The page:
Reports of the state security about the ’Közgáz-klub’
Budapest Eötvös utca 7, Hungary 1067
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Reports of the state security about the ’Közgáz-klub’
Povijest zbirke i kulturne aktivnosti
Secret-service agents monitored the opinions of students and the political issues that emerged among them and within the opposition groups at the Karl Marx University of Economic Sciences (Marx Károly Közgazdaságtudományi Egyetem, or MKKE). The political police focused on club life at the university and the students who dealt actively with public life and political issues.
The student movements in Paris in 1968, the new left-wing trends and the alternative genres and forms in artistic life had an effect on the students at the university. In the 1960s, political issues appeared in their conversations. The political police observed and monitored the students’ discussions. Agents gained their information through talking with the students and visiting the different events and programs associated with the Közgáz-klub. The rhythm of university life influenced the reports: during exam periods, the students were more passive and there were fewer programs, but more talk in the corridor. Student life was more active during the semester.
By following the secret police’s directions, the agents focused on the following questions: how did the discussed subjects turn from university topics into political issues and what kind of ideological thoughts stood behind this?; how serious was the organizational work inside the university?; and was there any intention to create an association among universities?
Club life at MKKE was monitored by agents with the codenames Lantos and Csikós between 1973 and 1985. The active time period began in 1976, when a young teacher named Gyula Jobbágy became the leader of the Közgáz-klub. The most important events of this club were political debates known under the collective name Polvax. The organizers of these debates invited different specialists and political leaders to hold lectures after which the audience got an opportunity to ask them questions. In 1981, the political police also paid great attention to the Meeting of Students from Universities and Colleges in Budapest (Budapesti Egyetemisták és Főiskolások Találkozója, or BEFŐT).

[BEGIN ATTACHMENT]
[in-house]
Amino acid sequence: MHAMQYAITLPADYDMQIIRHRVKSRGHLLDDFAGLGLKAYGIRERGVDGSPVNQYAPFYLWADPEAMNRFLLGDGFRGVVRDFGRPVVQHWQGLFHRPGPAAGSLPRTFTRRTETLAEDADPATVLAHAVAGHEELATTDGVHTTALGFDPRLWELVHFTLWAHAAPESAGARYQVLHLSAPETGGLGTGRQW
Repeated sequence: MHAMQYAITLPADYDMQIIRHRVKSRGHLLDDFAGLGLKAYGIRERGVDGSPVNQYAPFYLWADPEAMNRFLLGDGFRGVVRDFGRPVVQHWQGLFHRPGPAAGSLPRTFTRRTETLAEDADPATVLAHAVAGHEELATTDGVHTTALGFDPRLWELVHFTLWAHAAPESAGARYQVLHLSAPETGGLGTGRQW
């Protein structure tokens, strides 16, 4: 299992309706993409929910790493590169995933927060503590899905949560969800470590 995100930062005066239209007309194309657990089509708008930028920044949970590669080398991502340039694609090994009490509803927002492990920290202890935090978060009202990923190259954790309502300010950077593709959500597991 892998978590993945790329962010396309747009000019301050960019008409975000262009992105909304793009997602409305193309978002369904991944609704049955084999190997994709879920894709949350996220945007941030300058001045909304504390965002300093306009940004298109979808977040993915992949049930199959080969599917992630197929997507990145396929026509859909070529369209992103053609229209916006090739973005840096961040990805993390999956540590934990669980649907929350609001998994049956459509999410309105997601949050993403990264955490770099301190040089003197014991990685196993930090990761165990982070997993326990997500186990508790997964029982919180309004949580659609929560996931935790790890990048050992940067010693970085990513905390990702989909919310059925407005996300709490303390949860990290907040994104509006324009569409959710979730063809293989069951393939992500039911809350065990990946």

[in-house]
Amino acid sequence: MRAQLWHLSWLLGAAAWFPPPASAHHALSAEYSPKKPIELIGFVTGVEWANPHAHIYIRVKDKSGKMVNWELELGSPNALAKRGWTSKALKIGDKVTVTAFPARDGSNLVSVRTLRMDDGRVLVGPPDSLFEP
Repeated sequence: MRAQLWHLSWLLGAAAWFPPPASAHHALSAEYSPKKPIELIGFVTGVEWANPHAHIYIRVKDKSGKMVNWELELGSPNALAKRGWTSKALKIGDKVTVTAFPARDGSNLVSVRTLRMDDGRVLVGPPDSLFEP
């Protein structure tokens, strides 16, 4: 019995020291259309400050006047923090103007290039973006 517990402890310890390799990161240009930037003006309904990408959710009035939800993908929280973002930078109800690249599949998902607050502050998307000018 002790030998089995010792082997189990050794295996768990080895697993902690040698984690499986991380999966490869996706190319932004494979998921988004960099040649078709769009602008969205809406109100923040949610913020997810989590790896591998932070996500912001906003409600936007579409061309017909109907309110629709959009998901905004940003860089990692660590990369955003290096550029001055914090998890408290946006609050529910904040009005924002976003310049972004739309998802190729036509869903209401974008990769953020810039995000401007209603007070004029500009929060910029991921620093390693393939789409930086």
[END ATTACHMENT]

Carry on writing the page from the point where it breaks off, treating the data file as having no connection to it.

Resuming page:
Significant interest surrounded the Polvax debates. An increasing number of Budapest university students attended the lectures. According to Csikós, this became the fixed and steady program of the students. He wrote that some sensitive issues emerged, though initially debate was conducted in a way that was suitable to the régime due to the fact that the invited guests were official party or state leaders, which guaranteed politically acceptable interpretations. However, speakers were also chosen from the group of opposition political officials and intellectuals. The former included Imre Pozsgay and Rezső Nyers, while the latter included philosopher Ágnes Heller and poet Sándor Csoóri. The topics were very different: appraisal of the decade of the 1950s, the actions of the leaders of Romania, the ramifications of the Polish movements in 1981, the 25th anniversary of the 1956 Hungarian Revolution, etc. Lantos reported about the speeches and comments after having attended the meetings as a member of the audience.
In 1980, Lantos reported already about the negative effects that the Polvax debates posed in terms of the students’ thinking. He wrote that the debates were a very good opportunity to speak about social problems, but that these were discussed from a one-sided perspective and that they therefore produced more damage than benefit. Lantos remarked that the organizers manipulated how the topics were interpreted by the speakers and that this had a great impact on the audience, noting that the young students were very impressionable. He concluded that these discussions portrayed a false picture of society.